Following the transition to a new statewide business system called Luma, Idaho state officials on Friday delivered the first official revenue report of the 2024 fiscal year that began July 1.
The report, published late Friday afternoon on the Division of Financial Management’s website, showed state revenues have come in $38.8 million below the predictions year-to-date. The report covered the state’s three largest revenue sources – the individual income tax, corporate income tax and sales tax. The report did not include miscellaneous revenues, which are still being calculated as a work in progress, Division of Financial Management Administrator Alex Adams said.
“Individual income taxes are stronger than expected while both corporate income taxes and sales taxes are weaker than expected,” state budget officials wrote in the report.
“These three (revenue sources) are pushing the general fund to a 3.3% deficit compared to our prediction,” the report continued.
State revenues also lagged behind predictions at this point a year ago, so it is too early to tell how things will ultimately end up when the fiscal year ends June 30. State officials have previously told the Idaho Capital Sun that April is the most important budget month of the year because of Tax Day and the deadline to file tax returns.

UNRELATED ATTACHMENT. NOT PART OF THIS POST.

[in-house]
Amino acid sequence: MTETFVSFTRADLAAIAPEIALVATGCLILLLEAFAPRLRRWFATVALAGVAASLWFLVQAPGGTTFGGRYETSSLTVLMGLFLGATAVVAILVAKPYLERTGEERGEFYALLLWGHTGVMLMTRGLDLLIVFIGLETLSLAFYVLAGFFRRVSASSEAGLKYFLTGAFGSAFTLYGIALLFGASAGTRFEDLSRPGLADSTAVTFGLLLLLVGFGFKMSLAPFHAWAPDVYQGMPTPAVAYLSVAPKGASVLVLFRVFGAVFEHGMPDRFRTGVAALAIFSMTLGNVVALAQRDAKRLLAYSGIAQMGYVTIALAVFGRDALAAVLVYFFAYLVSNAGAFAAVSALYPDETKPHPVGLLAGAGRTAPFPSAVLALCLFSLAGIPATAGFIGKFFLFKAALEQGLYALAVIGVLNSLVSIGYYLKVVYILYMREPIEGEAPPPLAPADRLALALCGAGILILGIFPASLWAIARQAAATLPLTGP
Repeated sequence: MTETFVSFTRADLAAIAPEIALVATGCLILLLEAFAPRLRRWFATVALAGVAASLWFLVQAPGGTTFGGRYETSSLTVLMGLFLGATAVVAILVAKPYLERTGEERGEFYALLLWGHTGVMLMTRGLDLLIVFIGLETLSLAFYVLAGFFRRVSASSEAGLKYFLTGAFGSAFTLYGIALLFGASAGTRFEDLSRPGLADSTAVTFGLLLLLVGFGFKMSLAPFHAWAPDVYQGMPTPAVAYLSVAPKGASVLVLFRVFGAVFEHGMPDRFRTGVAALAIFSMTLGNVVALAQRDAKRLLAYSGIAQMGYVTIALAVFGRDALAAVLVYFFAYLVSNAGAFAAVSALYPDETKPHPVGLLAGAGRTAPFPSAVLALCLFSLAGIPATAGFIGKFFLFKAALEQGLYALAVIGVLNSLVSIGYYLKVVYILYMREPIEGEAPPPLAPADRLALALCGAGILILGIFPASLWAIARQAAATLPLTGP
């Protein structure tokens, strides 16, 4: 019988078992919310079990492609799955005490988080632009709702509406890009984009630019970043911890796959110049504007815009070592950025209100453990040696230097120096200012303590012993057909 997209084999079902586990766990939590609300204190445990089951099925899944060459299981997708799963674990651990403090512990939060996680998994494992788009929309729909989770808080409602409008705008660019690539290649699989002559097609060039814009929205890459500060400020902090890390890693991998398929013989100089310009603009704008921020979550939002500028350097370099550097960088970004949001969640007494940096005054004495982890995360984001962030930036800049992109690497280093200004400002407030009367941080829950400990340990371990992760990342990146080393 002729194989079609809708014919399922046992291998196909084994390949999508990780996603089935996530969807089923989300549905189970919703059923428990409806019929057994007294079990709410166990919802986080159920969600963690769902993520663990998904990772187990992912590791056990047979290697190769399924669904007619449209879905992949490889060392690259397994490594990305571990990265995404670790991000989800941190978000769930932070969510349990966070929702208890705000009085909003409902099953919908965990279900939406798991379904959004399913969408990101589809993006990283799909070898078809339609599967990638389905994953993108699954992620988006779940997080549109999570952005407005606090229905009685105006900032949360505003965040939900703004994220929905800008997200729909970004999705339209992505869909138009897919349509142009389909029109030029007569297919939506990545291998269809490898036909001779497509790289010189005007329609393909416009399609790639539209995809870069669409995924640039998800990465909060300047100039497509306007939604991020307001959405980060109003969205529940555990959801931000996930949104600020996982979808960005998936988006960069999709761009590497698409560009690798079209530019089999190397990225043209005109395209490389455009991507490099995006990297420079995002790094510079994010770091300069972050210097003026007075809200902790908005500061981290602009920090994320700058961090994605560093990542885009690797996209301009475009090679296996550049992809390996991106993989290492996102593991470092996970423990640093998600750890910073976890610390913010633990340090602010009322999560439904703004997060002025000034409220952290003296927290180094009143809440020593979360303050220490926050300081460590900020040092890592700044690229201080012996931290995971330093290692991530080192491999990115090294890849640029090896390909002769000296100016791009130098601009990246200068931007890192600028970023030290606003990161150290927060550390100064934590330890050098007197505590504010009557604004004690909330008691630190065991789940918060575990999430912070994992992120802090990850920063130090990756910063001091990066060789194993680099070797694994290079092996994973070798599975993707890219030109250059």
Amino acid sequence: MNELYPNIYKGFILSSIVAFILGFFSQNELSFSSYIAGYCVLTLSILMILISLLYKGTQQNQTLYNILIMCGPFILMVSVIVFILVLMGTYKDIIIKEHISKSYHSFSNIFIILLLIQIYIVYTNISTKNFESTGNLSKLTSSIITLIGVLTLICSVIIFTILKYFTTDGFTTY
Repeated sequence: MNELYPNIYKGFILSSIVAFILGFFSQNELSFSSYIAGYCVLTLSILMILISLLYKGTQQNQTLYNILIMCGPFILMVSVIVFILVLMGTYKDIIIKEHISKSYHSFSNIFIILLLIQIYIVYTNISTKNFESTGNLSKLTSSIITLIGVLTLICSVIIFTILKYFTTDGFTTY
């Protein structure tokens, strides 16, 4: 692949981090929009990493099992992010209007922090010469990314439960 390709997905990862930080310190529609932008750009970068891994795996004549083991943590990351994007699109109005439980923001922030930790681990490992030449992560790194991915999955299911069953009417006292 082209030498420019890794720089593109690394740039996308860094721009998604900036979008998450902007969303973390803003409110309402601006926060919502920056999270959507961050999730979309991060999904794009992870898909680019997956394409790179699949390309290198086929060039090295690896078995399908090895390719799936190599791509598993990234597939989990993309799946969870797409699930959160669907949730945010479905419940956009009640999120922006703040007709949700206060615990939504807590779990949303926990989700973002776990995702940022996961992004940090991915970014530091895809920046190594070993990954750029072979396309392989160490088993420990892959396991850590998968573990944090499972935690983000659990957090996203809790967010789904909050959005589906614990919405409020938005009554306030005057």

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Normally, state officials release a monthly budget monitor report that details the state’s revenue receipts and offers comparisons against forecasted revenue projections and previous years’ revenue collections.
The budget monitor report allows Idaho legislators to track revenue that the state budget is built around and gives the public insight into the state’s economy and budget.
But due to data entry errors and difficulties that some state agencies and employees had transitioning to Luma, the state had not been able to publish a budget monitor report for the 2024 fiscal year until Friday.
During a normal year, the first monthly Budget Monitor report would have been released in the middle of August and covered the month of July.